IDE 10.1.1 requires a patch to support LPC804; this patch is available at the IDE download
Want to use a different toolchain?
No problem Code Bundles are also available for IAR and
3.1 Build, Run
MCUXpresso IDE version 10.1 or later should be used with LPC804. A patch (available at the MCUXpresso
IDE page) is available, and once installed, this will provide the IDE with built-in
knowledge of the LPC804 part family, so does not require any SDK installation steps. Note that version
10.1 may not report the LPC804 memory size correctly and does not include a picture of
the LPCXpresso804 board. From version 10.2 (due for release in Q2 2018), the IDE will not require a
patch and will include the board information.
Follow the steps below to build and run a simple example from the LPC804 Code Bundle provided by NXP.
These can also be downloaded from nxp.com:
1. Open a new workspace in the IDE.
2. In the Quickstart panel of the IDE, click in “Import project(s) from the file system”.
3. In the “Import project(s) from file system...” dialog box that opens, click
“Browse...” in the Project Archive (from zip) section, and select the LPC804 Code Bundle
zip file from the Code Bundles directory in the MCUXpresso IDE installation (or select a version
downloaded from nxp.com, as described in Step 1 above.) Click “Next >” on the
“Import project(s) from file system...” dialog to continue.
4. You will see several projects listed in the Code Bundle; click “Finish” to import them
5. The dialog box will close, and you will see the imported projects in the Project tab at the upper
left window of the IDE. Click on Example_Multi_Timer_Blinky to select it, then select Build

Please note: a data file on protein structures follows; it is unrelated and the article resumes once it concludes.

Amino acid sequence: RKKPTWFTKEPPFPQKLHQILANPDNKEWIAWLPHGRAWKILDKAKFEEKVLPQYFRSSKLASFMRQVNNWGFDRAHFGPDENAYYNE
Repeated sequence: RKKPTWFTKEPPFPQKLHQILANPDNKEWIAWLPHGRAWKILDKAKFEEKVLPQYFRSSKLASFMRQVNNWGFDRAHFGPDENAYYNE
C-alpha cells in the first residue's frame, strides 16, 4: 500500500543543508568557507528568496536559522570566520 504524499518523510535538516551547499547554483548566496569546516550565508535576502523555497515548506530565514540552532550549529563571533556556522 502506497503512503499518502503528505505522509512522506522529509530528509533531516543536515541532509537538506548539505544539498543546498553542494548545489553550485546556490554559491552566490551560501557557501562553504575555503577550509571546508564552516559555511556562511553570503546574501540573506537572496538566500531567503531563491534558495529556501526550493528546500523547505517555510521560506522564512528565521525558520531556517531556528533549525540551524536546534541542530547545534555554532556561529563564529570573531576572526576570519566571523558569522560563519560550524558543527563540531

from the Quickstart panel. You will see the build processing in the Console window to the right of the
Quickstart panel. The projects are set up to include dependency checking, so the build
process will automatically build the utility and peripheral libraries as well as the example program.
6. Ensuring the LPCXpresso804 is connected to the host computer, click Debug in the Quickstart panel.
The IDE will search for available debug probes. Select the debug probe that appears for
your board, then click OK. Note that the IDE will remember your selection for the next time you debug
this project, so will not prompt for this again, unless it cannot find the board.
7. The code will execute to main. Press F8 to resume and run the program. You will now see the User LEDs
light, each color in turn.
Building and debugging with MCUXpresso IDE
The video below explains how to load and run a Code Bundle program using the MCUXpresso IDE. The
video uses the LPCXpresso845 board; the steps are the same for LPCXpresso804, but be sure
to use the Code Bundle for LPC804, not the one for LPC845.
The OM40001 board set includes PLU and Capacitive Touch shield boards, that mount on the
LPCXpresso804 board. The Code Bundle for LPC804 includes examples of how to use these. Refer to
OM40001 User Manual for more
information on these shield boards.